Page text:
Paying women less to do the same job as men is the unfortunate standard around the world. In the United States, for instance, the Department of Labor cites the statistic that a woman makes roughly 78¢ cents for every $1 a man makes, and that doesn’t even factor in systemic obstacles that may prevent women from even getting the same job as men in the first place. This disparity is present in nearly every career field, including professional sports. Last year, the U.S. Women’s National Soccer Team reminded the world of this fact when they filed a class action lawsuit against the U.S. Soccer Federation for paying them less than male players, despite having better viewership metrics and winning more games.
You might expect skateboarding to suffer from the same pay discrepancy, and while it does for the most part in sponsorship deals, skate contests actually have a more level playing field. Two of skateboarding’s main contests, X Games and Vans Park Series, offer equal prize money for men and women, and other contests, like Street League, have increased their women’s prize purses over the years.
While there’s still need for greater equality, differences in prize purses used to be even worse. Many of these achievements came from the collective action of a group of women skaters starting nearly 15 years ago. So to understand how they brought more money to women’s contest skating, we talked with some key players to get the full story.
A HISTORY OF COLLECTIVE ACTION
cara-beth burnside, photo: luke ogden (1989)
On the eve of the 2005 X Games in Los Angeles, many of the women skaters on the circuit got together in a room to discuss their frustrations with the way they were being treated as competitors. “It was a bunch of us,” Mimi Knoop, a woman’s vert medalist and founder of the Women’s Skate Alliance, said. “Elissa [Steamer,] Vanessa Torres, Amy Caron, myself, Jenn O’Brien, Cara-Beth [Burnside], Luciana Ellington, and some Brazilians.”
That year, first place for the men’s vert contest came with a $50,000 purse, but the woman who finished first would only win $2,000. “Last place men’s street was $2,000 at that time. So the dude who placed last got the same purse as the women’s champion,” Knoop said.
At that time, women pro skaters received contest purses that were 25 times smaller than that of their male counterparts, and their endorsement deals were harder to come by and less lucrative. The women recognized their value to the X Games—who had no trouble filling the commercial slots during their contests—and were trying to figure out how to close the gap between men’s and women’s winnings.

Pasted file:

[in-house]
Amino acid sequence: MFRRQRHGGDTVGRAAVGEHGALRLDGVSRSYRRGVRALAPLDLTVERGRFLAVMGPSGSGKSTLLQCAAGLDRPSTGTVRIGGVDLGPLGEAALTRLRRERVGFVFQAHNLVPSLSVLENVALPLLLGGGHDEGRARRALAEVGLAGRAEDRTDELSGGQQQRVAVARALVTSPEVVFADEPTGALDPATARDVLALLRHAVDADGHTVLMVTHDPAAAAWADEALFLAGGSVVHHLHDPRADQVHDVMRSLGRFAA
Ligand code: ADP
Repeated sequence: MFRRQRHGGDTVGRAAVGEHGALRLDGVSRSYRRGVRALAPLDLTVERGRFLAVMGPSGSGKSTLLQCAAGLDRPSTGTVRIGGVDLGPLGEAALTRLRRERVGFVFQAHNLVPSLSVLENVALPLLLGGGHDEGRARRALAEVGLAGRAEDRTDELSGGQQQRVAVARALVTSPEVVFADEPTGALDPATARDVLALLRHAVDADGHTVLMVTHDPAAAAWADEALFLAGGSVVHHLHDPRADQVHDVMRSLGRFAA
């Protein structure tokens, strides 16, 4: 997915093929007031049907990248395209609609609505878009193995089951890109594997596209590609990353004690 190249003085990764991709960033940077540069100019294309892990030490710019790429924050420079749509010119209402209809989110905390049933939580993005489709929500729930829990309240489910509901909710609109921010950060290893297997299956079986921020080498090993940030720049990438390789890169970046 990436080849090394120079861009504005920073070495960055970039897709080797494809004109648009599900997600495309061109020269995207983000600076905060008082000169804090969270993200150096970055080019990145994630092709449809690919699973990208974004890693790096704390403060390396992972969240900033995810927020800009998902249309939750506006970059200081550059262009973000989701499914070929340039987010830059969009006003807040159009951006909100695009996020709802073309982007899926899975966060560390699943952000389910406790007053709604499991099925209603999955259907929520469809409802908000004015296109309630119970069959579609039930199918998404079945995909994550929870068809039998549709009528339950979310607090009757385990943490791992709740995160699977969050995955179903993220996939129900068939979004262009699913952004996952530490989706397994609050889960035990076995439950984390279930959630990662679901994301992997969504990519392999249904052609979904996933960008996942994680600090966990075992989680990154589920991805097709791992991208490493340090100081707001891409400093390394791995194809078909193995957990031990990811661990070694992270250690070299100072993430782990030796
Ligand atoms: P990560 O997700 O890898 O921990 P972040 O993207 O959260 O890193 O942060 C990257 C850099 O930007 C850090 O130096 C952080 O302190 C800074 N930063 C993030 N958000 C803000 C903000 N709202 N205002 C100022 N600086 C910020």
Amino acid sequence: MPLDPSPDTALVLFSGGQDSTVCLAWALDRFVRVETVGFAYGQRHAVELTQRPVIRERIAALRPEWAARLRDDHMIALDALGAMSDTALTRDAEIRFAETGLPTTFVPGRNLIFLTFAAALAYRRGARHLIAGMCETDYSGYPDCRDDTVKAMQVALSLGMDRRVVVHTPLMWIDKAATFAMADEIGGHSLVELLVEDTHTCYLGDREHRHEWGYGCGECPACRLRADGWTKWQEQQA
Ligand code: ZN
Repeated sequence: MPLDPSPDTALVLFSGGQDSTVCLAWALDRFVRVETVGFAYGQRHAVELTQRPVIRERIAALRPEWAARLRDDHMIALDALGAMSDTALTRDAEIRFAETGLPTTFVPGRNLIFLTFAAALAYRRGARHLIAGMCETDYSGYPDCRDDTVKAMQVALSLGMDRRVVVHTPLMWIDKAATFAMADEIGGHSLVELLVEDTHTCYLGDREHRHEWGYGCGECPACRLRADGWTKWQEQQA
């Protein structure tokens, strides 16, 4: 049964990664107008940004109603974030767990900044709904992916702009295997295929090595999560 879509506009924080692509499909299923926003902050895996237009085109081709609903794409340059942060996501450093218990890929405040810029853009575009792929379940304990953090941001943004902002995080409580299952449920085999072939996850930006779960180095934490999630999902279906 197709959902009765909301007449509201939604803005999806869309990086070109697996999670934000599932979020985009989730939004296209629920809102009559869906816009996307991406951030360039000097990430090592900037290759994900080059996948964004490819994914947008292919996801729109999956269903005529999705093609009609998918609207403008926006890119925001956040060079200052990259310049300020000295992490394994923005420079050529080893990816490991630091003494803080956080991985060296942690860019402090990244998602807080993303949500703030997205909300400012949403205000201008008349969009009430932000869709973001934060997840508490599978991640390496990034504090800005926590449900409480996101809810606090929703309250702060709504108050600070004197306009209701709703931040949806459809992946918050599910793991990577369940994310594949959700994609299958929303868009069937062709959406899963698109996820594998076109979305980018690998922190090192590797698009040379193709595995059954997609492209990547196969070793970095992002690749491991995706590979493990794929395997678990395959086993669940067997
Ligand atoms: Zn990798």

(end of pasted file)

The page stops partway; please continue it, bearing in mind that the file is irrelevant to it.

cara-beth burnside & vanessa torres at 2003 x games, photo: desiree astorga
Drew Mearns, a former sports agent who had been helping guide Knoop through trying to make a living as a professional skater, was in the room that day. Mearns brought up how, in 1970, the nine best women’s tennis players boycotted the United States Tennis Association tournaments because of a similar purse inequality. Led by Billy Jean King and Gladys Heldman,the publisher of World Tennis Magazine, the group refused to participate in a USTA tournament that had an 8:1 men’s to women’s purse.
The Original Nine, as they came to be known, organized their own contest circuit, eventually forming the Women’s Tennis Association (WTA), which directly led to increased economic opportunity for women in competitive tennis.
Inspired by the success of the Original Nine, the women at the 2005 X Games refused to compete the next morning. “So we were like, ‘Alright, let’s just not go tomorrow and see what happens.’ The contests started and the bleachers were actually full, which wasn’t normal for us at that time, but no one was skating. That ended up getting us a phone call with the general manager of X Games.”
Cara-Beth Burnside fielded the call the next day with Knoop and Mearns in the room and laid out their issues: the women’s contests had smaller purses and lacked the promotion and coverage that the men enjoyed. They were also invited to compete on short notice and often would only get to session the course once before competing. These were systemic barriers that inhibited even the potential for parity in women’s and men’s events.
strike discussion at 2005 x games, photo: luciana toledo
After a brief back and forth, the skaters agreed to skate the rest of the contest in exchange for a promise of a meeting with X Games management. They got nothing for months, and eventually contacted someone at the New York Times. In the summer of 2006, a story about the boycott and unequal prize purses ran on the front page of the paper’s sports section. Suddenly, ESPN was available for a meeting.